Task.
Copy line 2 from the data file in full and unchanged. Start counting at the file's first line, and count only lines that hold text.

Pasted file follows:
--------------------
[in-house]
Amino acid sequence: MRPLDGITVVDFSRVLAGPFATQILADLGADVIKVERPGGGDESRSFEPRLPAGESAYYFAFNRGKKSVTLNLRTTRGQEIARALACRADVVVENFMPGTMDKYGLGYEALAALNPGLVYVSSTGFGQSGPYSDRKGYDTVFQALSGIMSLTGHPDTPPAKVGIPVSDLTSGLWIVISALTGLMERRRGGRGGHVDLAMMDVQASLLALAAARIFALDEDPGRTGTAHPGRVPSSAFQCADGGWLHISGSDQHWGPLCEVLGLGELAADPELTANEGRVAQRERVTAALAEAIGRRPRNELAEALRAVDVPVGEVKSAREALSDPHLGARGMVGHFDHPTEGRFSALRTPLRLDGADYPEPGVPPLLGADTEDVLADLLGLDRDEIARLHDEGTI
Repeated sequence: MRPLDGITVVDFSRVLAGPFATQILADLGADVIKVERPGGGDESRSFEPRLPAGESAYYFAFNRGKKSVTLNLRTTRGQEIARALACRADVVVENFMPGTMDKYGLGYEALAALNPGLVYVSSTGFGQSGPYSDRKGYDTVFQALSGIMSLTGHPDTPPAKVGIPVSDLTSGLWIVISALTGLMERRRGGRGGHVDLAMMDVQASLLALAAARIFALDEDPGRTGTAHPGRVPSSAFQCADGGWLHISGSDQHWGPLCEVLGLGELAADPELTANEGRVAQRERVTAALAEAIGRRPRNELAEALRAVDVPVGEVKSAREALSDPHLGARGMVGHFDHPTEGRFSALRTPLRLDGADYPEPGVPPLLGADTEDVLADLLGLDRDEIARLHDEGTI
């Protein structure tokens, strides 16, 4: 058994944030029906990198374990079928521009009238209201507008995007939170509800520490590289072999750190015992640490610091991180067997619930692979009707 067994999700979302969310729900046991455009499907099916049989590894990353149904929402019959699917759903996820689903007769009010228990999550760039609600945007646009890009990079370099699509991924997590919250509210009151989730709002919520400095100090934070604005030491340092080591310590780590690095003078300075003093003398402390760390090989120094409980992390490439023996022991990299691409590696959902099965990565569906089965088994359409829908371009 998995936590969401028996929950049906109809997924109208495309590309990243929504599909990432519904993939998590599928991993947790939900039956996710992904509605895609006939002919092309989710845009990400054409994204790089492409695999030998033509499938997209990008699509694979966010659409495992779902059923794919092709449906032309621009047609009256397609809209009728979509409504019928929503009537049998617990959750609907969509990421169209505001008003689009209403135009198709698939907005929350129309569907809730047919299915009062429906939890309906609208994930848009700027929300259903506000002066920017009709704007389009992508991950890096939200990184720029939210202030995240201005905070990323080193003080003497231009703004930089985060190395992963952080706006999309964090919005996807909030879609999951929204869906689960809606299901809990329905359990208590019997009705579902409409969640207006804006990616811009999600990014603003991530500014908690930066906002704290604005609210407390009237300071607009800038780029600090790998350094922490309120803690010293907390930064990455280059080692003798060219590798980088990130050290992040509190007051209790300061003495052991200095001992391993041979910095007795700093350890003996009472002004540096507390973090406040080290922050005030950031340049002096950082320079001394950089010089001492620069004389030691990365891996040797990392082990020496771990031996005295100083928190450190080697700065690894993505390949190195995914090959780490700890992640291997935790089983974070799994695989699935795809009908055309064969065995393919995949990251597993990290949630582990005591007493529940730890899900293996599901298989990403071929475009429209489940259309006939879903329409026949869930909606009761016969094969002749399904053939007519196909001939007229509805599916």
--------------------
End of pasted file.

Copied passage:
Amino acid sequence: MRPLDGITVVDFSRVLAGPFATQILADLGADVIKVERPGGGDESRSFEPRLPAGESAYYFAFNRGKKSVTLNLRTTRGQEIARALACRADVVVENFMPGTMDKYGLGYEALAALNPGLVYVSSTGFGQSGPYSDRKGYDTVFQALSGIMSLTGHPDTPPAKVGIPVSDLTSGLWIVISALTGLMERRRGGRGGHVDLAMMDVQASLLALAAARIFALDEDPGRTGTAHPGRVPSSAFQCADGGWLHISGSDQHWGPLCEVLGLGELAADPELTANEGRVAQRERVTAALAEAIGRRPRNELAEALRAVDVPVGEVKSAREALSDPHLGARGMVGHFDHPTEGRFSALRTPLRLDGADYPEPGVPPLLGADTEDVLADLLGLDRDEIARLHDEGTI